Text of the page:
Wal-Mart’s low prices come at a high cost. You can measure it in environmental impact, crowded-out competitors or its employees’ miserly benefits. Or you can consider Wal-Mart’s other army: workers employed by Wal-Mart’s contractors and subcontractors, whose labor makes Wal-Mart possible and whose working conditions are shaped by the company’s lust for savings. As Wal-Mart celebrates its fiftieth anniversary, some of them are raising alarms.
Take C.J.’s Seafood, which provided seafood sold at Wal-Mart subsidiary Sam’s Club. Last month, some C.J.’s workers in Louisiana – non-union temporary guest workers from Mexico – went on strike. They charged the company with violating wage laws and locking them inside the plant. The National Guestworker Alliance helped workers organize and bring a complaint to the Workers Rights Consortium, a labor-monitoring organization. The WRC found that employees worked up to 24 consecutive hours, were paid less than 60 percent of minimum wage and lived in vermin-infested trailers on company property. One worker told the WRC, “It was forced work. They would come to the trailers and make us go back to work … We were screamed at and had to go to work. I felt like a slave.” According to the WRC, workers’ complaints to management were met with threats of deportation or violence.
In an emailed statement, WRC Executive Director Scott Nova called the conditions “among the worst we have encountered.” A week before the WRC issued its report, a Wal-Mart spokesperson told The Daily Beast that the company had completed its own investigation and was “unable to substantiate claims of forced labor or human trafficking at CJ Seafood.”
But last week, Wal-Mart announced it had suspended its contract with C.J.’s. Company spokesperson Lorenzo Lopez told Salon that whether the contract was resumed would depend on the results of investigations. “As it relates to the National Guestworker Alliance and their representatives,” Lopez said, “we see this as a union-funded and union-backed report that has little to do with solving real issues.” The NGA released a report tallying federal labor law citations at a dozen U.S. Wal-Mart suppliers employing guest workers.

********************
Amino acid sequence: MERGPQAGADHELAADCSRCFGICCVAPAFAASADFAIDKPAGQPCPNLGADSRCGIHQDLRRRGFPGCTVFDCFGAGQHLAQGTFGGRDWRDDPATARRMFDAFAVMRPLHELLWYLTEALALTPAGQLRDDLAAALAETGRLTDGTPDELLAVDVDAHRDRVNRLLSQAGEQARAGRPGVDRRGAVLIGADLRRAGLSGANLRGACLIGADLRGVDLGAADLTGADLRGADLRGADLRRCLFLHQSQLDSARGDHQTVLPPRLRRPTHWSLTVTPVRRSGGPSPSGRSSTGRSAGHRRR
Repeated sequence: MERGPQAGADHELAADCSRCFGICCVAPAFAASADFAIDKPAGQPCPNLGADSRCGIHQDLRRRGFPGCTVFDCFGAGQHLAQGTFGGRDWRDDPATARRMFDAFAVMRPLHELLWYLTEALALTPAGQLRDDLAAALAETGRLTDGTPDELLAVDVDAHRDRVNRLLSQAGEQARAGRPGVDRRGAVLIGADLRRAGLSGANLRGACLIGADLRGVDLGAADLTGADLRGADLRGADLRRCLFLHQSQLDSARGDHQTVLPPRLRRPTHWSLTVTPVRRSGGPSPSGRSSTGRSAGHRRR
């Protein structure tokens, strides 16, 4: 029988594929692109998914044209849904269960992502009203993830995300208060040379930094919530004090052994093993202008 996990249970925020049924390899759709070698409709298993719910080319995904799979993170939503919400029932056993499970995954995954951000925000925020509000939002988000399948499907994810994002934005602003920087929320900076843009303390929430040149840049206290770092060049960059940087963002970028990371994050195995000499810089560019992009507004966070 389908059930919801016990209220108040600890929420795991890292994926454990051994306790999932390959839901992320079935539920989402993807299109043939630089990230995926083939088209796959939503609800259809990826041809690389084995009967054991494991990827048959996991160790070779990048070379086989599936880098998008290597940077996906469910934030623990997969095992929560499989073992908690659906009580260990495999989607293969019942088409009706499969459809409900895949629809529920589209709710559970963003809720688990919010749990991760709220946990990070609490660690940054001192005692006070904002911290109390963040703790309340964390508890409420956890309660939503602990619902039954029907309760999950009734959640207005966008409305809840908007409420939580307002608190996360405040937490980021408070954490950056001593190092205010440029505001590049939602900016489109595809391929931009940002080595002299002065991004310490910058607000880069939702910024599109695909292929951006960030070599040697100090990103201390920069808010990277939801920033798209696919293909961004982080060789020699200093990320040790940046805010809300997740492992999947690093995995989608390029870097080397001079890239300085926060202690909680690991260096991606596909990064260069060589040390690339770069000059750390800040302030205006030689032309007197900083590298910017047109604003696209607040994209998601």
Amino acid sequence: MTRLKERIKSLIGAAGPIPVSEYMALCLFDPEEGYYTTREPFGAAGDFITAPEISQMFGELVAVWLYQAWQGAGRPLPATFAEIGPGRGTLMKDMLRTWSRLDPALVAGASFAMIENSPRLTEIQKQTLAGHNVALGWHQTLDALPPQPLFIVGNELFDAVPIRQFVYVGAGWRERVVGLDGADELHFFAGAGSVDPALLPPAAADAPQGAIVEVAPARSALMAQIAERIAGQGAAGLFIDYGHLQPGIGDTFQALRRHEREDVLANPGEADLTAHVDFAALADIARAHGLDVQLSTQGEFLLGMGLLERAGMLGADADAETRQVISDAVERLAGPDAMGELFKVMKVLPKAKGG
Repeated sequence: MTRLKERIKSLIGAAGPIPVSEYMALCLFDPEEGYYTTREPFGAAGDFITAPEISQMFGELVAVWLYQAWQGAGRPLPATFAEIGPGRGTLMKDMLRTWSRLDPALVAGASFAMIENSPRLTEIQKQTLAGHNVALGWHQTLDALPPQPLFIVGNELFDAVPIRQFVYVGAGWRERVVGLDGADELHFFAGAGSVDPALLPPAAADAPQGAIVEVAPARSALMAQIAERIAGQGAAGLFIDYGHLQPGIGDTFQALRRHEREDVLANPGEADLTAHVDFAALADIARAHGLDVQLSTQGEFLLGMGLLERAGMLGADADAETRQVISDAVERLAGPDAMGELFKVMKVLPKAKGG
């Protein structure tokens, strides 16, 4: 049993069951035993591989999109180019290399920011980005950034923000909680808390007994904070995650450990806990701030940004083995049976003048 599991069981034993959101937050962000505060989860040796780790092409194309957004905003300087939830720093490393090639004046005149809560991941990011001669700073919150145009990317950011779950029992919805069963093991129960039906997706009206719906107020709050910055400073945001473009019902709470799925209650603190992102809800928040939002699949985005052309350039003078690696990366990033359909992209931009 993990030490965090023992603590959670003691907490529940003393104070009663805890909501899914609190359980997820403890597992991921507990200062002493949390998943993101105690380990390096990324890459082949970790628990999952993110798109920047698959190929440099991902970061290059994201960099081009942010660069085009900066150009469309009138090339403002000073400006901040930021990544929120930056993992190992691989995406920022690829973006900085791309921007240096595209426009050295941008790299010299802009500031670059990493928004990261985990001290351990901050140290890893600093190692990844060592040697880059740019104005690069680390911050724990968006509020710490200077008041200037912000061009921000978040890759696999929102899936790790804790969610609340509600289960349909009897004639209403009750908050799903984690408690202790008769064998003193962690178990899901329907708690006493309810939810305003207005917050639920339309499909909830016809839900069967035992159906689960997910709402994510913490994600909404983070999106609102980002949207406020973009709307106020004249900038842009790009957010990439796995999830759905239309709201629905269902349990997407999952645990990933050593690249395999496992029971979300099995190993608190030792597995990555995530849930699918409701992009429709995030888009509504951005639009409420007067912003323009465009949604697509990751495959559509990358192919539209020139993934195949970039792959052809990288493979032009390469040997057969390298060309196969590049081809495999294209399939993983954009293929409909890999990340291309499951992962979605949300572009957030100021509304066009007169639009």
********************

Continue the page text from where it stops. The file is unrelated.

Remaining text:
There’s more where that came from. Last fall, workers at three warehouses in Mira Loma, California, brought wage-theft allegations to a state labor agency. Each works for a subcontractor hired by a contractor, Schneider Logistics, which works for Wal-Mart. “They didn’t want us to take any breaks, any water breaks, or even to go to the bathroom,” Jose Tejeda told reporters in February. “You couldn’t say that you were sick … We would work 12 hours a day. We wouldn’t get paid overtime.” If workers complained, said Tejeda, management would punish them with additional unpaid shifts.
After workers sued for unpaid wages and government investigators raided warehouses, workers say a subcontractor announced it would lay off all of its staff there. According to workers, 100 percent of the product moved in those warehouses was for Wal-Mart, and Wal-Mart managers were on the property on a daily basis.
With support from Warehouse Workers United, an organization backed by the union federation Change to Win, workers sued on the grounds that they were being retaliated against. In a rare move, a judge issued a restraining order barring the layoffs. In addition, said CTW attorney Janet Herold, “the court found that Schneider is a joint employer along with the temp agency.” She called getting Schneider named as a defendant “a first step in breaking down this fissured industry.”
The next rung up the ladder would be Wal-Mart itself. The lawsuit is in the discovery phase, which WWU says may provide enough evidence for Wal-Mart also to be added as a defendant.